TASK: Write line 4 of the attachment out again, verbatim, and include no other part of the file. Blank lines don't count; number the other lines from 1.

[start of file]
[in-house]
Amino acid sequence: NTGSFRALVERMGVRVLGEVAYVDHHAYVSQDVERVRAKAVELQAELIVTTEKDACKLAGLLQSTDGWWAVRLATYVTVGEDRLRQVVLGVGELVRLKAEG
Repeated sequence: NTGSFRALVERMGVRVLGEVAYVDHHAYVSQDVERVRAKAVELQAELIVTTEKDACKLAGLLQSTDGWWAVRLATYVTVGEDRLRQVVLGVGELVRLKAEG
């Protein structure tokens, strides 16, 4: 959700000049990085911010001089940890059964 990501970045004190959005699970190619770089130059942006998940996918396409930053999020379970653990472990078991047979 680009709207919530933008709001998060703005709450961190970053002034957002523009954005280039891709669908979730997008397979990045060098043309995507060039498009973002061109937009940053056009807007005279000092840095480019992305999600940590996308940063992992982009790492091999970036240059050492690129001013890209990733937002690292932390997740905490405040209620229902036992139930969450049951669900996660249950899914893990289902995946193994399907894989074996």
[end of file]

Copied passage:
């Protein structure tokens, strides 16, 4: 959700000049990085911010001089940890059964 990501970045004190959005699970190619770089130059942006998940996918396409930053999020379970653990472990078991047979 680009709207919530933008709001998060703005709450961190970053002034957002523009954005280039891709669908979730997008397979990045060098043309995507060039498009973002061109937009940053056009807007005279000092840095480019992305999600940590996308940063992992982009790492091999970036240059050492690129001013890209990733937002690292932390997740905490405040209620229902036992139930969450049951669900996660249950899914893990289902995946193994399907894989074996």